We pray that the Church may always have suitable and responsible leaders and members, with special care and concern for the poor and the needy.

FINALLY, we pray for one another, for those who have asked our prayers and for those who need our prayers the most.


Have a good day!

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MONDAY, 24TH Week in Ordinary Time

September 16, 2019 – MONDAY, 24TH Week in Ordinary Time
Sts. Cornelius, Pope, and Cyprian, Bishop, Martyrs
Memorial. Red.

1 Tm 2: 1 – 8 / Lk 7: 1 – 10

Sts. Cornelius, Pope (d. 253) and Cyprian, Bishop (190 – 258), were both martyred for their faith. St. Cornelius defended the faith against the Novatian heretics and died in exile. St. Cyprian, Bishop of Carthage, a staunch defender of the faith and ecclesiastical discipline, was martyred during the persecution of Emperor Valerian.

FROM THE 1ST READING: 1 Tm 2: 5 – 6a, 7b – 8
As there is one God, there is one mediator between God and humankind, Christ Jesus, himself human, who gave his life for the redemption of all. .
. He made me teacher of the nations regarding faith and truth. I want the men in every place to lift pure hands in prayer to heaven without anger and dissension.

GOSPEL READING: Lk 7: 2 – 10
There was a captain whose servant was very sick and near death, a man very dear to him. So when he heard about Jesus, he sent some elders of the Jews to persuade him to come and save his servant's life. The elders came to Jesus and begged him earnestly, saying, "He deserves this of you, for he loves our people and even built a synagogue for us."

Jesus went with them. He was not far from the house when the captain sent friends to give him this message, "Sir, do not trouble yourself for I am not worthy to welcome you under my roof. You see I didn't approach you myself. Just give the order and my servant will be healed. For I myself, a junior officer, give orders to my soldiers and I say to this one, 'Go,' and he goes; and to another, 'Come,' and he comes; and to my servant, 'Do this,' and he does it."

On hearing these words, Jesus was filled with admiration. He turned and said to the people with him, "I say to you, not even in Israel have I found such great faith.." The people sent by the captain went back to his house; there they found that the servant was well.

REFLECTION
In the first reading Paul reminds all of the key Gospel message of Christ giving his life for the redemption of all. He enjoins all to pray to God for all their needs.

In the Gospel reading Jesus marvels at the great faith of the Roman officer and cures his servant: "Sir, do not trouble yourself for I am not worthy to welcome you under my roof." "I say to you, not even in Israel have I found such great faith."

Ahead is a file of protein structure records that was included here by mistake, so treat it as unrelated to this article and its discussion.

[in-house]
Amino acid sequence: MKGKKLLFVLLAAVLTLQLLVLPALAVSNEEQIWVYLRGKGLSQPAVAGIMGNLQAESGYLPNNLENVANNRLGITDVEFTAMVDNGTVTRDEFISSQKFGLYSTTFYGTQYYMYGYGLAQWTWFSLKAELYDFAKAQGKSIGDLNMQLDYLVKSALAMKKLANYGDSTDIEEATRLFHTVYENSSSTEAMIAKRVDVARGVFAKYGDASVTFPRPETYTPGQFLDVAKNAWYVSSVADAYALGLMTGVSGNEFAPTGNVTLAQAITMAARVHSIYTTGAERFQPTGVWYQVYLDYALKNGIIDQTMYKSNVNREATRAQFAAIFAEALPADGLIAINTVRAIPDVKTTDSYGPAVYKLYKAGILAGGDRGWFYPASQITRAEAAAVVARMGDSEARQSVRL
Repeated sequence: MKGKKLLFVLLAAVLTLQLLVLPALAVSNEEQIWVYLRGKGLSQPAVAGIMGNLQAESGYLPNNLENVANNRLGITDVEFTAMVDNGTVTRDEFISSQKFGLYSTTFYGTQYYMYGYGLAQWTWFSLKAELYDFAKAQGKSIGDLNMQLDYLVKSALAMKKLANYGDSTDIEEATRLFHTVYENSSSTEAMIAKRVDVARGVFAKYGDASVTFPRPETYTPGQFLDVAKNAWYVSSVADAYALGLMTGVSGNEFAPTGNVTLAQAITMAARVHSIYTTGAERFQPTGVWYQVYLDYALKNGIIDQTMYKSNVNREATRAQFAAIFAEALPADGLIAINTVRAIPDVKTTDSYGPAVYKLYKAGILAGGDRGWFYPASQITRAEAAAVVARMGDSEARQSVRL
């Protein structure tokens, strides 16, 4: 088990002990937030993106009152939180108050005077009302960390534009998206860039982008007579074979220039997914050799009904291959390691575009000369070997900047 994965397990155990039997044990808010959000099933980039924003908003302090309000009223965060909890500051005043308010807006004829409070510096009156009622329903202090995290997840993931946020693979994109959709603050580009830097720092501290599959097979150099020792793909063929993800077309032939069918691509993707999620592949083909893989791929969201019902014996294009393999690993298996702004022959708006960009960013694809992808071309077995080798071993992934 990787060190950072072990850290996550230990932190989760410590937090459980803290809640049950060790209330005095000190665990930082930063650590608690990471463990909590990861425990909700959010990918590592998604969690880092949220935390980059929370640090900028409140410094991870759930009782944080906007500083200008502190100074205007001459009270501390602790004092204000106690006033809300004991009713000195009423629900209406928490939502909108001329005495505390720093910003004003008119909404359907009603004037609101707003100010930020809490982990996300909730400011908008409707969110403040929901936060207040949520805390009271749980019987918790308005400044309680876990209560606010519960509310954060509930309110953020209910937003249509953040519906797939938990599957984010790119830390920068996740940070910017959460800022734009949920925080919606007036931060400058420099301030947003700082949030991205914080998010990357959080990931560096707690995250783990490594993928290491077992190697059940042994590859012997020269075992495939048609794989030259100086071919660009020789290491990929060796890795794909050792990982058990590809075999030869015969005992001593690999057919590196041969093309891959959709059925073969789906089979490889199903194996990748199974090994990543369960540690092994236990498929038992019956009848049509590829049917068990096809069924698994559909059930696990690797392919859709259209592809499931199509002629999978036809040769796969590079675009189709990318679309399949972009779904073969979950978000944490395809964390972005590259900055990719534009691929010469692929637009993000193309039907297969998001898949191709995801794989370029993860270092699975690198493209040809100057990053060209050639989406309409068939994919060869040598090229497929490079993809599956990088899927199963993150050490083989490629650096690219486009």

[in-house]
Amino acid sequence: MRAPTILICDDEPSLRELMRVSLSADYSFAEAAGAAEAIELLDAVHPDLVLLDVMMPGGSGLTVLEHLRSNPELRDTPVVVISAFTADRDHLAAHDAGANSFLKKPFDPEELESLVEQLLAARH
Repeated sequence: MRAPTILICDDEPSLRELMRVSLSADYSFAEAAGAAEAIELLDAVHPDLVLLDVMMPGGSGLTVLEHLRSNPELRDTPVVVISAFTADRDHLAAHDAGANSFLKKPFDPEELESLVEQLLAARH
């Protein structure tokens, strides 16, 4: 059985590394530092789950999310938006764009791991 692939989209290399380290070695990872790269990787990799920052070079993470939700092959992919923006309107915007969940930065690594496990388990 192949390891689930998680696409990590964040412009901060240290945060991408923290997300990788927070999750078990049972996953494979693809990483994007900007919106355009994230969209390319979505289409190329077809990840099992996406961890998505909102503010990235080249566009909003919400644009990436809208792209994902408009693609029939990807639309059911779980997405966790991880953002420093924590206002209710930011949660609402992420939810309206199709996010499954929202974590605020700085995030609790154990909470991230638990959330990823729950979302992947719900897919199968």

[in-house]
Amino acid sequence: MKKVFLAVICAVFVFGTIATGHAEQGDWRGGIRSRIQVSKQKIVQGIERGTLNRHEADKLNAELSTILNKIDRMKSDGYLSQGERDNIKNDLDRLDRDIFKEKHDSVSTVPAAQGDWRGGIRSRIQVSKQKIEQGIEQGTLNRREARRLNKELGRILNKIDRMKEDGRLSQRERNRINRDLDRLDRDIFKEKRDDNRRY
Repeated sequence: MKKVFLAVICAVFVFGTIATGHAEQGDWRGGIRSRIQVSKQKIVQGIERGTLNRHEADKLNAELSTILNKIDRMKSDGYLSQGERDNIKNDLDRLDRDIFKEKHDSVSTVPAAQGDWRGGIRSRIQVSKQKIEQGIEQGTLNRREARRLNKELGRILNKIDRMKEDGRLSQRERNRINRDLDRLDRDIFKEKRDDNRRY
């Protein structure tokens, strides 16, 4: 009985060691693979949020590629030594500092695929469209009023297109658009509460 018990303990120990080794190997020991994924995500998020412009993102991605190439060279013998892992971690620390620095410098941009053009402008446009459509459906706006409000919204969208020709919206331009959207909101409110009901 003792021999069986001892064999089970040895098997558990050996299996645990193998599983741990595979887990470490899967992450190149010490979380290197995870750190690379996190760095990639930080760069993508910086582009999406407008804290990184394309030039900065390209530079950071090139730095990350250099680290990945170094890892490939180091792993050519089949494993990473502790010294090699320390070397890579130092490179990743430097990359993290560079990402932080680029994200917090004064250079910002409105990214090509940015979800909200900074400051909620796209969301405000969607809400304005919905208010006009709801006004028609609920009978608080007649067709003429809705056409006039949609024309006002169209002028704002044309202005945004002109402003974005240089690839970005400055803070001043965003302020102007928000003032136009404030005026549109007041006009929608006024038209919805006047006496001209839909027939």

The Church acknowledges the presence of God not only in the Catholic Church but in all religions and cultures, among men and women of good   will. Vatican II's Apostolic Constitution on the Church in the Modern World, Gaudium et Spes, speaks of God among all peoples, cultures and religions in the world. God is God and Father of all.

We recall the Roman officer's faith at every Mass before we receive Holy Communion, "Lord, I am not worthy that you should enter under my roof, but only say the word and my soul shall be healed."

We pray, "Lord, strengthen my faith."

FINALLY, we pray for one another, for those who have asked our prayers and for those who need our prayers the most..


Have a good day!

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Saturday, September 14, 2019

 

24th SUNDAY IN ORDINARY TIME

SEPTEMBER 15, 2019 - 24th SUNDAY IN ORDINARY TIME
Green.

Ex 32: 7 – 11, 13 – 14 / 1 Tm 1: 12 – 17 / Lk 15: 1 – 32

[Bicolandia: Ina, Our Lady of Peñafrancia]

FROM THE 1ST READING: Ex 32: 7, 9 – 11, 14
Then Yahweh said to Moses, "Go down at once, for your people, whom you brought up from the land of Egypt, have corrupted themselves.." . . .

And Yahweh said to Moses, "I see that these people are a stiff-necked people. Now just leave me that my anger may blaze against them. I will destroy them, but of you I will make a great nation."

But Moses calmed the anger of Yahweh, his God, and said, "Why, O Yahweh, should your anger burst against your people whom you brought out of the land of Egypt with such great power and with a mighty hand.". . .

Yahweh then changed his mind and would not harm his people.

FROM THE 2ND READING: 1 Tm 1: 15 – 16
This saying is true and worthy of belief: Christ Jesus came into the world to save sinners, of whom I am the first. Because of that I was forgiven; Christ Jesus wanted to display his greatness in me so that I might be an example for all who are to believe and obtain eternal life.

FROM THE GOSPEL READING: Lk 15: 1 – 10
Meanwhile tax collectors and sinners were seeking the company of Jesus, all of them eager to hear what he had to say. But the Pharisees and the scribes frowned at this, muttering, "This man welcomes sinners and eats with them."

So Jesus told them this parable: "Who among you, having a hundred sheep and losing one of them, will not leave the ninety-nine in the wilderness and seek out the lost one till he finds it? And finding it, will he not joyfully carry it home on his shoulders? Then he will call his friends and neighbors together and say: 'Celebrate with me for I have found my lost sheep.' I tell you, just so, there will be more rejoicing in heaven over one repentant sinner than over ninety-nine upright who do not need to repent."

"What woman, if she has ten silver coins and loses one, will not light a lamp and sweep the house in a thorough search till she finds the lost coin? And finding it, she will call her friends and neighbors and say: 'Celebrate with me for I have found the silver coin I lost!' I tell you, in the same way there is rejoicing among the angels of God over one repentant sinner."

[In Lk 15: 11 – 32 Jesus tells the Parable of the Prodigal Son.]

REFLECTION
The readings at Mass today remind us of God's mercy and enduring desire to seek and save the abandoned and the lost.

In the first reading God has lost his patience and is angry at the Israelites for abandoning their covenant with him and for adoring and serving false gods. God is so angry he threatens to destroy them.

Moses appeals to him and sort of calms God down. Yahweh then changed his mind and would not harm his people. God remains so patient and forgiving with Israel.